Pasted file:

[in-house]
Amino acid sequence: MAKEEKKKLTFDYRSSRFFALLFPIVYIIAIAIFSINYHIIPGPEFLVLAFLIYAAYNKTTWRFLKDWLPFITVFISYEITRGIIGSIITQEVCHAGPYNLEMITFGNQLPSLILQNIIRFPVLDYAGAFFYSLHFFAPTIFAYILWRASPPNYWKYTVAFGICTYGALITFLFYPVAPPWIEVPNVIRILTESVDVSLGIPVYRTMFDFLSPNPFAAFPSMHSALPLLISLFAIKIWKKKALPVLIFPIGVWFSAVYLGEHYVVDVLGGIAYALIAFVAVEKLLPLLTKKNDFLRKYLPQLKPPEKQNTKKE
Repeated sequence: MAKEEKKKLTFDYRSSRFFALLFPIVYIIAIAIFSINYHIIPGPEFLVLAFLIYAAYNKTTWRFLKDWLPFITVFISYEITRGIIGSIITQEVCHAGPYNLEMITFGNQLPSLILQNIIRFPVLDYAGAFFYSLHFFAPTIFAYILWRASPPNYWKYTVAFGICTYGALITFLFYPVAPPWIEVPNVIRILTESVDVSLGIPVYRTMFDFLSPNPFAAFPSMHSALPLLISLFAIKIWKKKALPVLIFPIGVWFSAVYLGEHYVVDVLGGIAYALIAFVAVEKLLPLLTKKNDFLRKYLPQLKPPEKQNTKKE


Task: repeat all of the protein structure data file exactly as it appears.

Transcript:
[in-house]
Amino acid sequence: MAKEEKKKLTFDYRSSRFFALLFPIVYIIAIAIFSINYHIIPGPEFLVLAFLIYAAYNKTTWRFLKDWLPFITVFISYEITRGIIGSIITQEVCHAGPYNLEMITFGNQLPSLILQNIIRFPVLDYAGAFFYSLHFFAPTIFAYILWRASPPNYWKYTVAFGICTYGALITFLFYPVAPPWIEVPNVIRILTESVDVSLGIPVYRTMFDFLSPNPFAAFPSMHSALPLLISLFAIKIWKKKALPVLIFPIGVWFSAVYLGEHYVVDVLGGIAYALIAFVAVEKLLPLLTKKNDFLRKYLPQLKPPEKQNTKKE
Repeated sequence: MAKEEKKKLTFDYRSSRFFALLFPIVYIIAIAIFSINYHIIPGPEFLVLAFLIYAAYNKTTWRFLKDWLPFITVFISYEITRGIIGSIITQEVCHAGPYNLEMITFGNQLPSLILQNIIRFPVLDYAGAFFYSLHFFAPTIFAYILWRASPPNYWKYTVAFGICTYGALITFLFYPVAPPWIEVPNVIRILTESVDVSLGIPVYRTMFDFLSPNPFAAFPSMHSALPLLISLFAIKIWKKKALPVLIFPIGVWFSAVYLGEHYVVDVLGGIAYALIAFVAVEKLLPLLTKKNDFLRKYLPQLKPPEKQNTKKE